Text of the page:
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Dangote, Rabiu, Adenuga Lose $9.3bn In 2023 – Forbes

The combined wealth of Aliko Dangote, Abdulsamad Rabiu and Mike Adenuga declined by $9.3 billion in 2023, according to Forbes’ Real-Time Billionaires ranking.


Forbes’ wealth-tracking platform provides ongoing updates on the net worth and ranking of each individual confirmed to be a billionaire. The value of individuals’ public holdings are updated every five minutes when respective stock markets are open.

Dangote, Rabiu and Adenuga saw their wealth drop by 33.9 per cent to $18.1 billion as at 3pm on December 29, 2023 from $27.4 billion on January 30.


A breakdown of the data shows that Dangote’s fortune fell by $4.1 billion to $9.4 billion; Rabiu’s wealth declined by $1.9 billion to $5.7 billion; and Adenuga’s dropped by $3.3 billion to $3 billion.


“The devaluation of the naira would have affected their wealth because the currency has lost its value against the dollar,” Abiodun Keripe, managing director at Afrinvest Consulting Limited, said told BusinessDay.

He added that the billionaires have most of their businesses in Nigeria and that when they convert the value of their businesses from naira to dollar, they would have lost value.

A Lagos-based analyst who asked to be identified as Demola said the decline in the Nigerian billionaires’ fortunes is largely on the back of the weakening of the naira against major global currencies.


The liberalisation of the foreign exchange regime in June as part of measures to revive the economy led to a large devaluation of the naira.



The Central Bank of Nigeria (CBN) merged all segments of the FX market into the Investors and Exporters window, and reintroduced the willing buyer, willing seller model.


The naira has continued to depreciate against the dollar and other major foreign currencies since then.


The official exchange rate fell from N463.38/$ to N1,043.09/$ as of December 28. At the parallel market, the naira depreciated to 1,210/$ from 762/$.


Forbes reported in June that Dangote had fallen from his perch as Africa’s richest person for the first time in 12 years. It said Johann Rupert of South Africa, who built a fortune in luxury goods and more, overtook the Nigerian industrialist.


“The decline of Dangote’s fortune comes in the wake of the CBN’s decision to float its currency, the naira, on June 14, abandoning the fixed exchange rate with the U.S. dollar,” it added.


BusinessDay reported three weeks ago that the billionaires in Nigeria increased the country’s wealth by 19.7 per cent in one year, according to the latest 2023 Billionaires Ambitious report.

The report by UBS, a multinational investment bank and financial services company, showed that their total wealth rose to $28.5 billion in April 2023 from $23.8 billion in the same period of last year.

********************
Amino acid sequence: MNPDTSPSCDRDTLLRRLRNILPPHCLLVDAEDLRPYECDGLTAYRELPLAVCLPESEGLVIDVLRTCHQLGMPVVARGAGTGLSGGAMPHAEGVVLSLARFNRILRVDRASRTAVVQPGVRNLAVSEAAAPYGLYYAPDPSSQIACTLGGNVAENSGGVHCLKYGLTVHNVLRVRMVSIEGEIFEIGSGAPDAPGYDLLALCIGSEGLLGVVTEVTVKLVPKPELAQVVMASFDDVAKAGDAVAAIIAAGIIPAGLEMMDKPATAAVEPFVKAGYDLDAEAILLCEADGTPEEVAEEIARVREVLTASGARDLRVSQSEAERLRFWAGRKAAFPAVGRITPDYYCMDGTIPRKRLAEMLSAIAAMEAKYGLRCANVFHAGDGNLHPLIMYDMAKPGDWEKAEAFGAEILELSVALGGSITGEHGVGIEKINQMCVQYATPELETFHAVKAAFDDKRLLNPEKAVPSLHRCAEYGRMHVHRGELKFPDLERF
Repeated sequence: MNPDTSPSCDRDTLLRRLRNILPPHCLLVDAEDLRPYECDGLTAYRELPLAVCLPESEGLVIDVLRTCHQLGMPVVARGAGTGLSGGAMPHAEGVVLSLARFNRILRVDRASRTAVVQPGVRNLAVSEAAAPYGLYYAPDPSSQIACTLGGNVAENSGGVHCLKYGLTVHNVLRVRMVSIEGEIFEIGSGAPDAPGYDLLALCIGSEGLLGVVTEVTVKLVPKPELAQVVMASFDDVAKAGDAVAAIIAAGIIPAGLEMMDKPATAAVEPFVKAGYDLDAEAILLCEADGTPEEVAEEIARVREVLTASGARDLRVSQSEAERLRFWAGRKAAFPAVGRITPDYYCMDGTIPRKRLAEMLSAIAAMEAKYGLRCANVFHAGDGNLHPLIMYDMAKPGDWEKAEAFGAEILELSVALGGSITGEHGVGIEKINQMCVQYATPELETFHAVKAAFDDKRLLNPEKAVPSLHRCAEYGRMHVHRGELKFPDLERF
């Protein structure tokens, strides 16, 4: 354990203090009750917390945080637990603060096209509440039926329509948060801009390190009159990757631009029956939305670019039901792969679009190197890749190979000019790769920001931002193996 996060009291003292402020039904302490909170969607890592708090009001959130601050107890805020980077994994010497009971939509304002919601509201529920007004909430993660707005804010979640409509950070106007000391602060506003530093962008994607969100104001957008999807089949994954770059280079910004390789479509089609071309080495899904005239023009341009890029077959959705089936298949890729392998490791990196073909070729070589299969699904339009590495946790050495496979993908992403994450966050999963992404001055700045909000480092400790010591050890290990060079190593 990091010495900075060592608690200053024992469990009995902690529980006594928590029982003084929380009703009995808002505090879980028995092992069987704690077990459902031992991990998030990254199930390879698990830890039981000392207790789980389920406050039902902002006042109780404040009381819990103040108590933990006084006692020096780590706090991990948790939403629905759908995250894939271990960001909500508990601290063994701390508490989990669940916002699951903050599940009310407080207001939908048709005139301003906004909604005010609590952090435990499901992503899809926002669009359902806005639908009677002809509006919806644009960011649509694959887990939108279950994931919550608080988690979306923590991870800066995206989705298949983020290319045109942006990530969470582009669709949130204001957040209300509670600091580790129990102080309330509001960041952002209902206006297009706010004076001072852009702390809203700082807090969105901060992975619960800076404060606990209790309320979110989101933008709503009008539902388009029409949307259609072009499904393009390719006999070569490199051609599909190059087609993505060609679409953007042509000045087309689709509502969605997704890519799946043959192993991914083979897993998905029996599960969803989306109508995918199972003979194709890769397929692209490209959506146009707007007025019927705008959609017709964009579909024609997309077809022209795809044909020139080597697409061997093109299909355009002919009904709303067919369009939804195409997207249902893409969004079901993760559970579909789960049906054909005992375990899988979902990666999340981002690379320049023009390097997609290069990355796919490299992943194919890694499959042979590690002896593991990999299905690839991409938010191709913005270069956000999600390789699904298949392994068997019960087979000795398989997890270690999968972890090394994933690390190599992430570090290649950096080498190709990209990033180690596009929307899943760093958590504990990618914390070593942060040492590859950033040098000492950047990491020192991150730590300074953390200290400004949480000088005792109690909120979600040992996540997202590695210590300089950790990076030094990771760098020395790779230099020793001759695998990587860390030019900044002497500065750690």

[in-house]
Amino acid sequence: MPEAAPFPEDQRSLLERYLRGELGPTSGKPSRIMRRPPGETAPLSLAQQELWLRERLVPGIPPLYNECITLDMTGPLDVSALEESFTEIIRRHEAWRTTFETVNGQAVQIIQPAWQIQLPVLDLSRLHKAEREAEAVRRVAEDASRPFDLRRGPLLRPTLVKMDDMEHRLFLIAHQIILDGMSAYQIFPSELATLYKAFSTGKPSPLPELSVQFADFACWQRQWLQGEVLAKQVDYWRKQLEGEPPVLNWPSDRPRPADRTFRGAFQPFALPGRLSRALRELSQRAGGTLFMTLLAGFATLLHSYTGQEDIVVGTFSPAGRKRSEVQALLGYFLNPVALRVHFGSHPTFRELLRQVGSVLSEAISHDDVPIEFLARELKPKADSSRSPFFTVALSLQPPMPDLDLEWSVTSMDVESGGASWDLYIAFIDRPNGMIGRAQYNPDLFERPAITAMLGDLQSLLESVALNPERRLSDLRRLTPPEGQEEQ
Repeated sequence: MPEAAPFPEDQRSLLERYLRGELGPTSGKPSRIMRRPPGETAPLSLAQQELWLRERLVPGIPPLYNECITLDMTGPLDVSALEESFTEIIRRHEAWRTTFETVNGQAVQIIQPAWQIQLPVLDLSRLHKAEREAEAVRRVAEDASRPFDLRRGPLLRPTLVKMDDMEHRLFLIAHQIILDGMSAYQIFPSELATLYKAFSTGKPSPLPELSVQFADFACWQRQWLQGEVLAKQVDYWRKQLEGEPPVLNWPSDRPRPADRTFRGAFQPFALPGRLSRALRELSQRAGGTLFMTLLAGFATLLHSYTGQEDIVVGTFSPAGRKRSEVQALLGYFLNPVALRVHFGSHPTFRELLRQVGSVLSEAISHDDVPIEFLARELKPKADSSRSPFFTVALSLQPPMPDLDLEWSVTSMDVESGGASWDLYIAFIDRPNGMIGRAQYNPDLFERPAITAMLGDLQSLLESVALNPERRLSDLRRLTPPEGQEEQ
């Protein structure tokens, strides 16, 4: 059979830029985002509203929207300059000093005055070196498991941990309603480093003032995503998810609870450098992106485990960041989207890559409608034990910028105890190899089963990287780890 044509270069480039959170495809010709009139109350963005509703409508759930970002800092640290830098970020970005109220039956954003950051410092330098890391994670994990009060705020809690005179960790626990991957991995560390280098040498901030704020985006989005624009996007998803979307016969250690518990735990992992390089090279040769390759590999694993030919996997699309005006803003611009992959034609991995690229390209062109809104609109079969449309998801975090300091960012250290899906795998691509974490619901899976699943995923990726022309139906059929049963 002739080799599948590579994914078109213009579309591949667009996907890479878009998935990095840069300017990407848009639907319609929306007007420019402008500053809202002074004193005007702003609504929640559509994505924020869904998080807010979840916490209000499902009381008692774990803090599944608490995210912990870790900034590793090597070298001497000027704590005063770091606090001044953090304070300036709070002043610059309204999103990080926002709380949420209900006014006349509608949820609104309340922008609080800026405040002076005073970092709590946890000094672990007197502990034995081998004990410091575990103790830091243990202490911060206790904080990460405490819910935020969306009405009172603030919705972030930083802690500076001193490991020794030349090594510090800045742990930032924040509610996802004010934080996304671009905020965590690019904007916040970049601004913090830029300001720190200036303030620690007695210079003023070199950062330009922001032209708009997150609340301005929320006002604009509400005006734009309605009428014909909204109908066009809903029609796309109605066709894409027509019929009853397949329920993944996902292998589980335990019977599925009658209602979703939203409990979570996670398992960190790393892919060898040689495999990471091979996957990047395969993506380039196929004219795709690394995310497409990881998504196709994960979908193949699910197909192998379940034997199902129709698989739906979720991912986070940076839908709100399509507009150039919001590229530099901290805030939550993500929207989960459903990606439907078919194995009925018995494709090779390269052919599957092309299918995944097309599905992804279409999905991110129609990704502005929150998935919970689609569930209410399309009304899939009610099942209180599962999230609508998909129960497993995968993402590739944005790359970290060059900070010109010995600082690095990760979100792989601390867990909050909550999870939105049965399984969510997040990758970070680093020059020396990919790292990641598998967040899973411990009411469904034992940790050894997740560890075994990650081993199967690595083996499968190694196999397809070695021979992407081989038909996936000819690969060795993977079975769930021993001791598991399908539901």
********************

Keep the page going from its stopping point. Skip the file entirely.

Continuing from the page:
“An obvious reason for the uptick in wealth would be the benefit of the stronger oil price, given that Nigeria is usually Africa’s biggest oil producer,” analysts at UBS said.

A recent Henley Private Wealth Migration report projected that Africa’s most populous country would see the exit of 300 dollar millionaires in 2023, up from 200 in 2022.


This will make the country the second-biggest loser of millionaires on the continent after South Africa, which is expected to see a net outflow of 500 millionaires.


Here are further details on the Nigerian billionaires


Dangote, founder and chairman/CEO of Dangote Group, ranks second in Africa but first in Nigeria with a net worth of $9.4 billion as of December 29, 2023.


“He owns 85 per cent of publicly-traded Dangote Cement through a holding company. Dangote Cement has a production capacity of 48.6 million metric tonnes annually and has operations in ten countries across Africa,” Forbes said.


It added that after many years in development, Dangote’s fertiliser plant in Nigeria began operations in March 2022. Dangote also has an oil refinery, which was inaugurated in May 2023. When in full operation, it is expected to have the capacity to process about 650,000 barrels per day of crude oil, making it the largest single-train refinery in the world.


Rabiu is the founder of BUA Group, a Nigerian conglomerate active in cement production, sugar refining and real estate. With a net worth of $5.7 billion as of December 29, he ranks second in Nigeria.


In early January 2020, he merged his privately-owned Obu Cement Company with the listed firm Cement Company of Northern Nigeria, which he controlled.



“The combined firm, called BUA Cement plc, trades on the Nigerian stock exchange; Rabiu owns 98.2 percent of it. He set up his own business in 1988 importing iron, steel and chemicals,” Forbes said.


According to Forbes, Adenuga, chairman/CEO at Globacom Limited ranks third in Nigeria with a net worth of $3 billion as of December 29.


“Adenuga built his fortune in telecom and oil production. His mobile phone network, Globacom, is the third largest operator in Nigeria, with 55 million subscribers,” it said.


It added that his oil exploration outfit, Conoil Producing, operates six oil blocks in the Niger Delta.


“Adenuga got an MBA at Pace University in New York, supporting himself as a student by working as a taxi driver. He made his first million at age 26 selling lace and distributing soft drinks.”

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